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Pantothenic Acid

Pantothenic Acid


Pantothenic acid (vitamin B-5) is a heat-labile, water-soluble vitamin vital to all the energy requiring processes of the body because it is the precursor of coenzyme A (CoA).

Because it is heat-labile, it is readily destroyed by cooking with dry heat, such as occurs in canning. Canning destroys 20-35% of the vitamin in animal sources, and 46-78% of the vitamin found in plant foods. Grain loses 50% of its pantothenic acid content during milling.

Pantothenic acid is found in all naturally-occurring foods.

Method of Action

Pantothenic acid is a simple chemical which contains alanine. In the body, it couples with a sulfur-containing compound to form pantothenine. The addition of a phosphate group and an adenine molecule results in the formation of coenzyme A (CoA).

Pantothenic acid, by virtue of being the precursor of CoA, is directly involved in the metabolism of carbohydrates, proteins, and lipids, and plays a role in all the energy-requiring processes of the body.

Pantothenic acid makes possible the biosynthesis of fatty acids, phospholipids, cholesterol, and steroid hormones. A deficiency may cause adrenal cortex insufficiency or even necrosis.

Pantothenic acid, through CoA, fuels the metabolism of porphyrin and therefore controls the formation of hemoglobin.

Pantothenic acid is responsible for the production of isoprene units, the basic building blocks of fat-soluble vitamins.

The synthesis of niacin from its precursor tryptophan is facilitated by pantothenic acid in conjunction with biotin.

Properties & Uses

Pantothenic acid reverses the graying of hair in rats and dogs. It does not, however, correct graying in human beings.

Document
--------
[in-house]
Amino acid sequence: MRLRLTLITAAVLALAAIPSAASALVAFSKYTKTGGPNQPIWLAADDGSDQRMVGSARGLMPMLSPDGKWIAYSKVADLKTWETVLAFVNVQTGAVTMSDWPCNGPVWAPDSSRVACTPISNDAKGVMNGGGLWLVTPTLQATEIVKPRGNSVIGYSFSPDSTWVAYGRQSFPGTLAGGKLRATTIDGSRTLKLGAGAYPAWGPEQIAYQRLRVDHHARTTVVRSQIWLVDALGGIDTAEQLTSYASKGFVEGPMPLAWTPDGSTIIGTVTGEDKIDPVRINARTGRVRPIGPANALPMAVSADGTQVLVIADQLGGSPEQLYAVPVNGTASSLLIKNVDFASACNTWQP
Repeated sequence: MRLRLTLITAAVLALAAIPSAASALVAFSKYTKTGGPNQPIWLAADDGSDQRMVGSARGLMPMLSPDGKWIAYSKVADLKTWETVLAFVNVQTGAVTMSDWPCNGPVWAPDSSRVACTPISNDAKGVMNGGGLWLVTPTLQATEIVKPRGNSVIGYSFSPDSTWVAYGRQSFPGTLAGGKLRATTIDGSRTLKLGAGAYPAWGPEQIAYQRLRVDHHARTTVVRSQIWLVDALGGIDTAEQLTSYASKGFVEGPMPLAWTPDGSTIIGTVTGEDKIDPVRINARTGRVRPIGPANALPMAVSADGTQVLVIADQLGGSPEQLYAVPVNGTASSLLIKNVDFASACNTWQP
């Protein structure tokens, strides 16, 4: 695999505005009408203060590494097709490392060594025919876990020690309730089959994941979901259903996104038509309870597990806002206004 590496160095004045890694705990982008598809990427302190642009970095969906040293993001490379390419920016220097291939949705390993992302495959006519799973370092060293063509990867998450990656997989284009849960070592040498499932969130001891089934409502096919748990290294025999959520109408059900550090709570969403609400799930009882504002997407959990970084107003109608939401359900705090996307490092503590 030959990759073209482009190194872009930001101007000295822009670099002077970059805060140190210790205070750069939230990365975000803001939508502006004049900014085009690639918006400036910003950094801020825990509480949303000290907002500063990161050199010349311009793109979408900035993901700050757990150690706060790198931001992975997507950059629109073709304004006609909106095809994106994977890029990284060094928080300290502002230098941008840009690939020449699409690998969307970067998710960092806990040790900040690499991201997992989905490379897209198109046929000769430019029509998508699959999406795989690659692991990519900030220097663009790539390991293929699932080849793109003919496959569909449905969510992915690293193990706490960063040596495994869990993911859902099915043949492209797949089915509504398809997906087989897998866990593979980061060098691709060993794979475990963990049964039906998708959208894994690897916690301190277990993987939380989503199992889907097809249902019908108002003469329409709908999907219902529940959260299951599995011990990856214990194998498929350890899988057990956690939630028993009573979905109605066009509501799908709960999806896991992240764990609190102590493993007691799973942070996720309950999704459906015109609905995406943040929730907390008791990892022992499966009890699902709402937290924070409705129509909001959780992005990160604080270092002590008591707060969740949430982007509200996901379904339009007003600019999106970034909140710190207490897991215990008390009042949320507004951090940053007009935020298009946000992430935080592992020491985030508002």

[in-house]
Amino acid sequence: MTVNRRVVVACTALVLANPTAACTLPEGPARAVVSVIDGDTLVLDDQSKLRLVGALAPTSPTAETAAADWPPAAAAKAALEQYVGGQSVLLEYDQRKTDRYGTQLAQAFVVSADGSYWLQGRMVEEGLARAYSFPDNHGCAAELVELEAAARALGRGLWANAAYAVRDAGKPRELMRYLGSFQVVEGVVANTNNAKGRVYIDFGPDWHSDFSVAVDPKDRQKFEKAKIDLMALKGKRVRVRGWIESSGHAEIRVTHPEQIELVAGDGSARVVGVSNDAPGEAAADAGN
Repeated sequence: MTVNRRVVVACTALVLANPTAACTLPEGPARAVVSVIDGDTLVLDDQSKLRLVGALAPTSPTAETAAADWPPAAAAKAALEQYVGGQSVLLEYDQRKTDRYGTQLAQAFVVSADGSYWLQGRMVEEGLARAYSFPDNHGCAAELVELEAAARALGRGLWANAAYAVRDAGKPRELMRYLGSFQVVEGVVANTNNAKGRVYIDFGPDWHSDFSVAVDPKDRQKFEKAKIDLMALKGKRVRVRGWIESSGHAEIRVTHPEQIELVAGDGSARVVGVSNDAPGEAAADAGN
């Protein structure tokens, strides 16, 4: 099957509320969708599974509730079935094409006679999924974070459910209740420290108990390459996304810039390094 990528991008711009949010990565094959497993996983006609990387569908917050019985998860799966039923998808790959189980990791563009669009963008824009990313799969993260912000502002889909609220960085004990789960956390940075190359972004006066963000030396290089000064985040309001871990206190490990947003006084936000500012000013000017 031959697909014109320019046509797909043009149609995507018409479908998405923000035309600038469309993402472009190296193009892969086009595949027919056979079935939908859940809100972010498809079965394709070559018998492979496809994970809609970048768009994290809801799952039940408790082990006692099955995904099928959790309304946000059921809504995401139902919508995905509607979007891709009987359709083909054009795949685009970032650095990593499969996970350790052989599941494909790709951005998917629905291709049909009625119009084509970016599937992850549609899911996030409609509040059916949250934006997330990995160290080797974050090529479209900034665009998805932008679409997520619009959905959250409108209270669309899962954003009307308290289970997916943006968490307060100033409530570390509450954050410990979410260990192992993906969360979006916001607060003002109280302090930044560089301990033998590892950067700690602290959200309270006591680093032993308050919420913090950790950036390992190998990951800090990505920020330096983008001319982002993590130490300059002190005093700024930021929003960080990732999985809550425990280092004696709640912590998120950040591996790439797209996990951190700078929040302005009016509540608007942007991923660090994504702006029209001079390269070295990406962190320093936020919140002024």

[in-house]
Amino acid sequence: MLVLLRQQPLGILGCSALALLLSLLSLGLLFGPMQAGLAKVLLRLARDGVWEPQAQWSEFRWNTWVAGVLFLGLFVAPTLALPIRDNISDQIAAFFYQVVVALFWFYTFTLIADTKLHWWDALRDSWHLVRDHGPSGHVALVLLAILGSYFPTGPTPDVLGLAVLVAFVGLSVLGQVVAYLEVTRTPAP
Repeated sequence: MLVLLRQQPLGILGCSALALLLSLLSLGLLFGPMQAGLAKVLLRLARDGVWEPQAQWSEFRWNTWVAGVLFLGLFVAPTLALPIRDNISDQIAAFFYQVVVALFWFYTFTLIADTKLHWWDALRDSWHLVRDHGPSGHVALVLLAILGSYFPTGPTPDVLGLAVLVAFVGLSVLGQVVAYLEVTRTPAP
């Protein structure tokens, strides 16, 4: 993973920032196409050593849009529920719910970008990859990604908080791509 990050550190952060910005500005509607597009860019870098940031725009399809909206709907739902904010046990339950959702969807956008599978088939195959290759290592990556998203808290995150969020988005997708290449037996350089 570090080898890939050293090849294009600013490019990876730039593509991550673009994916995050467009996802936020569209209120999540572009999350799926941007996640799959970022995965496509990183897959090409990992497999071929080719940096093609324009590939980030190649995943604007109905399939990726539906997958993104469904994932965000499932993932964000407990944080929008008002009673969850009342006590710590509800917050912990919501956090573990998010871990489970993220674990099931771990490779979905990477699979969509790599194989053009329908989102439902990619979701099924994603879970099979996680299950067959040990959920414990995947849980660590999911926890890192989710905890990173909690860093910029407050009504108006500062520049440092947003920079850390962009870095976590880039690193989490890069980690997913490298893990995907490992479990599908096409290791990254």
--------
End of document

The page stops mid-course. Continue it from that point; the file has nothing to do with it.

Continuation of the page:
Pantothenic acid can be administered after surgery to correct residual paralysis of the gastrointestinal tract. This treatment is effective because the vitamin appears to stimulate gastric motility. The patient must be carefully monitored because high levels (10 to 20 grams) cause diarrhea.

Consequence of Deficiency

The following symptoms have been associated with Pantothenic acid deficiency in animal models:

Dermatitis - chick
Graying of the hair - rat
Adrenal gland necrosis - rat
Bloody whiskers - rat
Baldness - mice

There have been no reports of spontaneous, uncomplicated deficiency diseases for humans. This is not surprising given its widespread availability in naturally-occurring foods, and possible synthesis by intestinal bacteria.

Experimental deficiencies have been produced in humans. The following symptoms were exhibited by various subjects:

Personality changes
Leg cramps
Tingling of the hands and feet
Abdominal discomfort
Increased susceptibility to infection

Toxicity Factors

Pantothenic acid is thought to be nontoxic because excessive dosages produce no known serious effects. This vitamin does, however, stimulate gastric hypermotility at dosages of 10 to 20 grams, producing diarrhea.

Recommended Dietary Allowance

Lactating and pregnant women may require more than the standard 4 to 7 milligrams of pantothenic acid per day.

For over thirty years, Recommended Daily Amounts has existed in the United Kingdom. It has been used to measure the adequacy of an individual's diet. However, in 1991 the Committee on Medical Aspects of Food Policy (COMA) gave forth a whole new set of figures upon the request of the Department of Health's Chief Medical Officer. Reference Nutrient Intake (RNI) is one of these sets collectively known as "Dietary Reference Values." RNI is an amount of a nutrient that is enough for almost every individuals, even someone who has high needs for the nutrient. This level of intake is, therefore, considerably higher than what most people would need. If individuals are consuming the RNI of a nutrient they are most unlikely to be deficient in that nutrient.

There is no specific recommendation by COMA 1991. An adequate intake of Pantothenic Acid is thought to be 3 - 7 mg a day. An adequate content for infants formula is approximately 2 mg per liter (1.75 mg per day).

Food Sources

Pantothenic acid is found in all naturally-occurring foods.

High: (2.0 - 10.0 mg/100 g)

Beef brainEgg yolk
Beef heartLamb kidney
Beef liverLamb liver
Beef kidneyLiverwurst
Bran flakePeanuts
Brewer's yeastPork kidney
Chicken liverPork liver
Green peas (dried)Royal jelly
Wheat germ

Medium: (0.5 - 2.0 mg/100 g)

BeefLima beans
Carrots Mushrooms
CauliflowerOat flakes
Green peasWalnuts

Low: (0.1 - 0.5 mg/100 g)

BananasOrange juice
Kidney beansPineapples
LettuceSweet potatoes



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